At SOME point, you MIGHT see this. Maybe his casting was just sub par. Or maybe the designer didn't intend the mount to be used at this kind of weight. What the vendor says and what the designer say are often two different things, and since no one even has a remote clue as to who the designer is, we really don't KNOW the true load capacity of the Atlas.

I wrote a reveiw 3 or 4 year ago and in it I SERIOUSLY questioned vendors asserting that the Atlas was a true "Heavy Duty" mount. At the time, people were saying that it was a competitor to the C11 and CGE. I didn't think so. At the time, I did not recognize this particular weakness, but I also didn't think the mount had the same carrying capacity as the CGE or G11.

I still don't think so.

As they say, you can't turn a sow's ear into a silk purse, and turning an Atlas into a heavy duty mount with bigger saddles and such might not really be that advisable either.

Just an opinion. Lot so people do it though, so maybe his was just a bad casting.

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#11 michiel

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Posted 14 July 2009 - 10:10 AM

yes!

#12 Eddgie

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Posted 14 July 2009 - 10:12 AM

Picture was from the other poster that was complaingin about the cheap castings on the EQ6. I thought that it was instructive to show my concern for trying to overload this mount. Hope he doesn't object.

#13 rmollise

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Posted 14 July 2009 - 12:10 PM

Picture was from the other poster that was complaingin about the cheap castings on the EQ6. I thought that it was instructive to show my concern for trying to overload this mount. Hope he doesn't object.


Well...the thing is:

While I wouldn't suggest a C14 for the mount (how you gonna balance it?) it is capable of handling 40 pounds. What happened to this dude's mount? I don't know and neither do you. Does this happen all the time? No. Frequently? No. More than once? I don't know but this is the only one I've heard of. ;)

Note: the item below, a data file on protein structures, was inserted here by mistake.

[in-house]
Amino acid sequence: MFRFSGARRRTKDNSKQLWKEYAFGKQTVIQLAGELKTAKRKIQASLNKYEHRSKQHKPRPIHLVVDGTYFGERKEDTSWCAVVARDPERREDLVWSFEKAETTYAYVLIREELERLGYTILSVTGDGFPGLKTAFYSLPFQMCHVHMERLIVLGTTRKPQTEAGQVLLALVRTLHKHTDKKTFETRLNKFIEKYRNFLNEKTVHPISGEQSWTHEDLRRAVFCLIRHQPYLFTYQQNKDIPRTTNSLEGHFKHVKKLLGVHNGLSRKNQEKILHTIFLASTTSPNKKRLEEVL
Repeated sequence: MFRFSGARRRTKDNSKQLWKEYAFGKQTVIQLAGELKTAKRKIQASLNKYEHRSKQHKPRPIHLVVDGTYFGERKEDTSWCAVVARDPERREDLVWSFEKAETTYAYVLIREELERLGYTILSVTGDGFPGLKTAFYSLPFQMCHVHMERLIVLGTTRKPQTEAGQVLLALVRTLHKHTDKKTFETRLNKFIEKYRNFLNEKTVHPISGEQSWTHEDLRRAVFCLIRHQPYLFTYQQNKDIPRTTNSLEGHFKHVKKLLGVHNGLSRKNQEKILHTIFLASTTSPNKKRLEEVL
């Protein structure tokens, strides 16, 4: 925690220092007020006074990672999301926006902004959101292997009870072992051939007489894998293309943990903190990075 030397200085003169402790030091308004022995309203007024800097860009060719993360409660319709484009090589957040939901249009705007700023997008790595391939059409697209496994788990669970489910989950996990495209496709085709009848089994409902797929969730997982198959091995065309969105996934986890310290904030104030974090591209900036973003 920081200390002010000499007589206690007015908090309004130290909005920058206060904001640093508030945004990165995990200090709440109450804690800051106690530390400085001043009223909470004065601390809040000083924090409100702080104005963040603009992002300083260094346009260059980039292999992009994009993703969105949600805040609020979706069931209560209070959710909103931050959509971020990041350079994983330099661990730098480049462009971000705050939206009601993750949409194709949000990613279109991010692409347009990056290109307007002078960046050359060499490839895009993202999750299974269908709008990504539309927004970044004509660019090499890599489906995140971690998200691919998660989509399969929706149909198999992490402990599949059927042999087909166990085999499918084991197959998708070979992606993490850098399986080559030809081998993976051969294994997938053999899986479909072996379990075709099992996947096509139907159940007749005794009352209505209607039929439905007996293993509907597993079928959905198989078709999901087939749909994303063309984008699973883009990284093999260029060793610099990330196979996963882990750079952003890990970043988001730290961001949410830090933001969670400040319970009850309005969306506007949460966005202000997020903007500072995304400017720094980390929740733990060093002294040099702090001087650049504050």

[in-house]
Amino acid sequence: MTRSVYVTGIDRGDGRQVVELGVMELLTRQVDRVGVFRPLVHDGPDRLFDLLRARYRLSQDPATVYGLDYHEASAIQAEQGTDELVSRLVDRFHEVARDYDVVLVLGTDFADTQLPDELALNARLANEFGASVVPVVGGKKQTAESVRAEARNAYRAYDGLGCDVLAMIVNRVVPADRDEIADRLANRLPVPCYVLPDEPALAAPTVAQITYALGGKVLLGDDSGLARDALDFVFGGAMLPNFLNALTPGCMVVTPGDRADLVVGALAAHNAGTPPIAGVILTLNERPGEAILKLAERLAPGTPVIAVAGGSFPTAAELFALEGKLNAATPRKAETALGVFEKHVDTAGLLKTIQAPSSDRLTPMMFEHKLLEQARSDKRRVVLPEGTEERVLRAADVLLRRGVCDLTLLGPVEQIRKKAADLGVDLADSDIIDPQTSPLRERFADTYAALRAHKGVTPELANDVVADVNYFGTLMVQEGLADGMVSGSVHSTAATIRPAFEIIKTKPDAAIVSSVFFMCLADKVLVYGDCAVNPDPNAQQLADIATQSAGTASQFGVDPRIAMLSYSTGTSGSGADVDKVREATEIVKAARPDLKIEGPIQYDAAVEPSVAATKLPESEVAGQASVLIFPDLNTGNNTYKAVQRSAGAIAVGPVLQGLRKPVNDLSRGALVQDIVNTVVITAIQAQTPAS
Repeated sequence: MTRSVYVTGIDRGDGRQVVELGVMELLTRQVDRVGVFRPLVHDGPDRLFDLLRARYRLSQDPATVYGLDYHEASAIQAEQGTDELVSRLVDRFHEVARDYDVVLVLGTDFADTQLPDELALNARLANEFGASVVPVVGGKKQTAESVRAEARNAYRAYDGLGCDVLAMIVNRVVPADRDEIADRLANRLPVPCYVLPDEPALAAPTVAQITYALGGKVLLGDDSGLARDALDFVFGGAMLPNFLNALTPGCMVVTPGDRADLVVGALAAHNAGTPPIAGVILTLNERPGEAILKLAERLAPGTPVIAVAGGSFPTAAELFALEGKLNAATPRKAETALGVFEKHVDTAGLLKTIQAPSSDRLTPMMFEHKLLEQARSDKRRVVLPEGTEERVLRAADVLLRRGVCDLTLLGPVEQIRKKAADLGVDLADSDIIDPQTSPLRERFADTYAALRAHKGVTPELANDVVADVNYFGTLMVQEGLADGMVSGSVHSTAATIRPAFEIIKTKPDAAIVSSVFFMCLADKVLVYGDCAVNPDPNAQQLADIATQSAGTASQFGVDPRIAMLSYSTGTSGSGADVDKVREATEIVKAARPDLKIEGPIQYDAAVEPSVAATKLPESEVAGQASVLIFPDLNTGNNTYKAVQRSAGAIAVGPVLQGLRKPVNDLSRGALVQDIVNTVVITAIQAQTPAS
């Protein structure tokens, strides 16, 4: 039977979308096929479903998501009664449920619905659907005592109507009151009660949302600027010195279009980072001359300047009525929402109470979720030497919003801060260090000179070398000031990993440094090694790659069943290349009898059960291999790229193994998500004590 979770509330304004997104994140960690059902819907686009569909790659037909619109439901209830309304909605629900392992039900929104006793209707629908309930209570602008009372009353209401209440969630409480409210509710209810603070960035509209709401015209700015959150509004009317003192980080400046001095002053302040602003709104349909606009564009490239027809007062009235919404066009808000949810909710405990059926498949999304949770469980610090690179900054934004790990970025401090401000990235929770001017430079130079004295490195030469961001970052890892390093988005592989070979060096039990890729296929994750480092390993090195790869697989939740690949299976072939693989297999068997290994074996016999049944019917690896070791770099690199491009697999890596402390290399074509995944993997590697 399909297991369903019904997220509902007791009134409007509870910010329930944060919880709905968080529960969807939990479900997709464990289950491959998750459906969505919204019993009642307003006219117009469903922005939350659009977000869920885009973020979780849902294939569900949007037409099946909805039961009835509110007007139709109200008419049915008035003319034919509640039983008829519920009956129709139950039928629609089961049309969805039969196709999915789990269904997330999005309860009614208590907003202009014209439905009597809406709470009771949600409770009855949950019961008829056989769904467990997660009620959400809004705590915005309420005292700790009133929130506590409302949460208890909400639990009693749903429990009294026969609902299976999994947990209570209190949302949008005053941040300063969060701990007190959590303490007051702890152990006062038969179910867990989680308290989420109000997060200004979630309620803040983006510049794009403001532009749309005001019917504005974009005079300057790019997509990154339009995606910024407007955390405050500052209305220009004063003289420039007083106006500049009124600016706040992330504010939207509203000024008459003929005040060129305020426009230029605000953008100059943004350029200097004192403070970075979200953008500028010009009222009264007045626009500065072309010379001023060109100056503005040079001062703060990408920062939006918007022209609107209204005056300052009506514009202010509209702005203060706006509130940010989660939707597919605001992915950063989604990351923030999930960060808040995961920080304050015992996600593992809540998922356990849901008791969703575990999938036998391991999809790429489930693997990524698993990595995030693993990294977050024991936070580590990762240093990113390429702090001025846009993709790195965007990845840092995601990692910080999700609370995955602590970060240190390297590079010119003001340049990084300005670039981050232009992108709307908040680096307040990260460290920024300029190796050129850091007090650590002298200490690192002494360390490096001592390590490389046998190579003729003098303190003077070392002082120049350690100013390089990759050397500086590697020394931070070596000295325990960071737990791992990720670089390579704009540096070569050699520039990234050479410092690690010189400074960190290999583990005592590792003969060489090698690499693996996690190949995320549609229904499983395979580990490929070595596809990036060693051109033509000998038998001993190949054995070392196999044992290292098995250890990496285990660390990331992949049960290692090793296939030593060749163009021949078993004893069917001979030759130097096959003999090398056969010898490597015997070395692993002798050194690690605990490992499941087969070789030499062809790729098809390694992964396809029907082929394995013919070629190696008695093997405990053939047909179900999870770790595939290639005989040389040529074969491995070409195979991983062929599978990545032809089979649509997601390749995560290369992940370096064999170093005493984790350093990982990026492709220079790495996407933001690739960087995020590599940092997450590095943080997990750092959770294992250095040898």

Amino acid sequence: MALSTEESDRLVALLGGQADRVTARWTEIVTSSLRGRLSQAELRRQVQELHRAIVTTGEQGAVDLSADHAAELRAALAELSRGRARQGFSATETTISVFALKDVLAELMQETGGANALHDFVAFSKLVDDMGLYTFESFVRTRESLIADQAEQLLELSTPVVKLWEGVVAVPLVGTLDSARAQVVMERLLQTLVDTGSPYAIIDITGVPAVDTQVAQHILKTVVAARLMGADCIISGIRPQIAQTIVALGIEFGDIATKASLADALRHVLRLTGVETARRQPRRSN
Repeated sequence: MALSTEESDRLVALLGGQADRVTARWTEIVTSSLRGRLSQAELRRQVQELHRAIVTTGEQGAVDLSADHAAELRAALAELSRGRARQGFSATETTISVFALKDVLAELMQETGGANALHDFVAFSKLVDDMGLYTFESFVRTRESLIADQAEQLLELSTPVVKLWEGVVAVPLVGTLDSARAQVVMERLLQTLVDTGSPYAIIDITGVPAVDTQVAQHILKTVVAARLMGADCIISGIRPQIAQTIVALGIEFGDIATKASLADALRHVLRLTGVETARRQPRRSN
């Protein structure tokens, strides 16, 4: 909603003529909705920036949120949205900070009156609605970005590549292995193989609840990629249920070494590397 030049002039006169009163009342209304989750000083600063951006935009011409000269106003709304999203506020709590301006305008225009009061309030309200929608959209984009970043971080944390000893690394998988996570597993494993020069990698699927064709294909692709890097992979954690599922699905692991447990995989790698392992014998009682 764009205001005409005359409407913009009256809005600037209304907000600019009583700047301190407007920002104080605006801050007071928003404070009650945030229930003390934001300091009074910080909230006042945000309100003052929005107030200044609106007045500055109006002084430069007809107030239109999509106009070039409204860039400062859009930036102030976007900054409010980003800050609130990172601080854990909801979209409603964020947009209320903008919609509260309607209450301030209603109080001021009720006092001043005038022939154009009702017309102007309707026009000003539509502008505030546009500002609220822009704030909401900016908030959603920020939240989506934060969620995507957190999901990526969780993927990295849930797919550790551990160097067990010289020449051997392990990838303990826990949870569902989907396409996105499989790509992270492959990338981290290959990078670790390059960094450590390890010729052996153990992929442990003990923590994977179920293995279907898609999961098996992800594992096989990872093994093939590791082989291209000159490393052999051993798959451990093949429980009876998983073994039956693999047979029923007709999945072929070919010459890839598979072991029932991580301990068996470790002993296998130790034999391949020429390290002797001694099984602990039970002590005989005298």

#14 NewAstronomer

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Posted 14 July 2009 - 01:13 PM

Picture was from the other poster that was complaingin about the cheap castings on the EQ6. I thought that it was instructive to show my concern for trying to overload this mount. Hope he doesn't object.


Well...the thing is:

While I wouldn't suggest a C14 for the mount (how you gonna balance it?) it is capable of handling 40 pounds. What happened to this dude's mount? I don't know and neither do you. Does this happen all the time? No. Frequently? No. More than once? I don't know but this is the only one I've heard of. ;)


A few thoughts.

1) The mount in the picture (I realize it isn't the poster's) has massive damage to the top of the legs. Was it used as a battering ram or dropped a few times? That might have further weakened the casting. It sure looks like the damage to the tops of the tripod isn't "normal wear and tear".

2) That being said, I 100% agree that the Atlas isn't a heavy duty mount. I've only owned it for 1 week, have a C11 on it, and that the maximum (28lbs without attachments) I would put on this mount. I recommend solar system imaging with that setup, or very short exposure DSO imaging, but thats it. I have no degree in engineering, just some imaging backround and use of an EQ2, SVP and now Atlas as my "bed of knowledge".

My Atlas GoTo's are spot on after level, polar align (no drift) and 3 star alignment. Amazingly accurate at 2800mm focal length. Highly recommended for the sub $2000 mount range.

40 lb OTA + attachments? I wouldn't do that, wouldn't even try it. With 33lbs of CW (supplied and needed for C11) I think its at 100% max right there.

#15 Eddgie

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Posted 14 July 2009 - 02:05 PM

Not my mount. Just my belief. But after working around military jets for 8 years and seeing castings being removed from service because of cracking around pass-thorugh holes, I would say that this design was not something I would overload on a regular basis. If I look at the Atlas and can put my finger the one point that limits its capacity, I would say that picture is spot on.